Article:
Titan is the only moon in the solar system with a substantial atmosphere, one that is actually denser than Earth’s. But a dense orange haze clouds Titan’s atmosphere and hides its surface from view, and until recently we had no idea what lay beneath the clouds. There have been tantalizing hints. Based on spectroscopic observations and laboratory experiments similar to the famous Miller-Urey experiment, the late Carl Sagan concluded that Titan’s haze might be made of a muddy mixture of organic compounds called tholins – possible building blocks of life – that were constantly raining down on the moon’s surface like manna falling from heaven.

It has long been conjectured that lakes of liquid methane and ethane might exist on Titan’s frigid surface, and that these hydrocarbon lakes could be the source of the Titanian tholins. Evaporating and rising into the atmosphere, these simple compounds would be broken down by ultraviolet radiation from the Sun, recombining into the more complex organic molecules that shroud the surface in haze. But this idea is mere speculation no longer. Cassini’s radar can pierce the clouds of Titan, and several weeks ago, it returned this false-color image of dark, smooth patches of liquid on the moon’s rough surface – the long-hypothesized hydrocarbon lakes, glimpsed at last.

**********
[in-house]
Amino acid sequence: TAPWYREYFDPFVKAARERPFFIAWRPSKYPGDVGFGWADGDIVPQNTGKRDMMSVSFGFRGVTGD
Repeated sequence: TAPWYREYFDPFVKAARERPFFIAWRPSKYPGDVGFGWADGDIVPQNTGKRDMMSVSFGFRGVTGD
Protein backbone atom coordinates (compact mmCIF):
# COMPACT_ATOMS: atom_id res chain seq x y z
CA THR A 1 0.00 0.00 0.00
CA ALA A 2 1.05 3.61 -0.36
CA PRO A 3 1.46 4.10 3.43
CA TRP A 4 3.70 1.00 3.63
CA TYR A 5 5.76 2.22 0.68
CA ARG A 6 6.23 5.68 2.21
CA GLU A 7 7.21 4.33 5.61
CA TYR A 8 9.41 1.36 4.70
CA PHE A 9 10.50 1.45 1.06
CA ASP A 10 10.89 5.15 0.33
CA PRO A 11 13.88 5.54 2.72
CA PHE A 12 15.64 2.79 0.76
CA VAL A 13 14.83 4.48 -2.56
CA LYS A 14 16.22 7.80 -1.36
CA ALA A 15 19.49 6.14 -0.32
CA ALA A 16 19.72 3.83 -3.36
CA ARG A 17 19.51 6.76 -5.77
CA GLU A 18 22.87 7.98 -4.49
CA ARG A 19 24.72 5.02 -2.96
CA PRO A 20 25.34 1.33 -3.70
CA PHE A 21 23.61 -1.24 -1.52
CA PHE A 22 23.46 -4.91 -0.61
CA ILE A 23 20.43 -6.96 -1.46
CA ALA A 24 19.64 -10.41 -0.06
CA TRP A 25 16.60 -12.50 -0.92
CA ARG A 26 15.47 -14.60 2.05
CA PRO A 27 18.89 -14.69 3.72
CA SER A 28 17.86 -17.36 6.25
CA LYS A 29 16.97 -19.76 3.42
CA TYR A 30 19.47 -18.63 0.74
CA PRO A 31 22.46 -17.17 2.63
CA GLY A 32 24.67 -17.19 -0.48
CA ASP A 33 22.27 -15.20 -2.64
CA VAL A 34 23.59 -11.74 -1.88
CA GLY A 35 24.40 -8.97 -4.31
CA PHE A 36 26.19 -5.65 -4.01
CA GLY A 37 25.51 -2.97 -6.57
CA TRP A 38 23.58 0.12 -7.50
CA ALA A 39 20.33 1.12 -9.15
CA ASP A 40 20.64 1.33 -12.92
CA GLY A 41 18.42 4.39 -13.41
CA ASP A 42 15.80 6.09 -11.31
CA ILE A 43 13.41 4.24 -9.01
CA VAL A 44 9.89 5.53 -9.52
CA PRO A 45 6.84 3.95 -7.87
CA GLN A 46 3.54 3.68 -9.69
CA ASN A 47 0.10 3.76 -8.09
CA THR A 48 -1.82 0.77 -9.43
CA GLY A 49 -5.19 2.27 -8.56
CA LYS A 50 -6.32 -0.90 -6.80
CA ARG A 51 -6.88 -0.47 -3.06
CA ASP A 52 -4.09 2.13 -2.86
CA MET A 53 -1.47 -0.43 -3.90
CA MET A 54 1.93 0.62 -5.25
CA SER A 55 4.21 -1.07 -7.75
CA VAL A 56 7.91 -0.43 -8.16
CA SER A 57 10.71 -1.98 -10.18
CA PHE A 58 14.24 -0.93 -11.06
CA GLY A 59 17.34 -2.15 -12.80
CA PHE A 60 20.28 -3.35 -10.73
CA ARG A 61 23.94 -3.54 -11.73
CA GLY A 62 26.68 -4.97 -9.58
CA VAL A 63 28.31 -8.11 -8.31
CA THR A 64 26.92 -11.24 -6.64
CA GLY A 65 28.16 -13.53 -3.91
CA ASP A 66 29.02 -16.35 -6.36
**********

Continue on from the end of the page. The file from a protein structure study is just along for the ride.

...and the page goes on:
But we have done more than just examine Titan from orbit. The Cassini spacecraft carried a lander, Huygens, which parachuted down to the moon’s surface to report back on what it found. Here is one of the images it returned, a true example of an almost unimaginably distant shore:


Above: An image of Mars taken by Viking 1. In the foreground, the vast Valles Marineris canyon system slices across the surface of the planet.

Not every shore we visit is as exotic as ringed Saturn or cloud-shrouded Titan. Our planetary neighbor Mars, compared to these strange and distant worlds, is practically a close friend, and we know it with familiarity befitting that designation. Both on the surface and from orbit, our robotic servants have mapped and explored Mars, peeling back the eons of its history, and uncovering stunning evidence of its past. Too small for its gravity to hold an atmosphere as dense as our own, Mars is now a dry, freezing desert, with an ethereally thin atmosphere and regular planet-wide dust storms. But we now know that it once had a warm, clement past complete with liquid running water, the prerequisite for all life as we know it. Astonishingly, Mars’ polar ice caps contain enough water to flood the entire planet to a depth of over thirty feet, and its surface bears signs of past reworking by water on a colossal scale. And though we have not yet found evidence of life on Mars, neither have we ruled out the possibility that it may still exist beneath the planet’s rusty soil.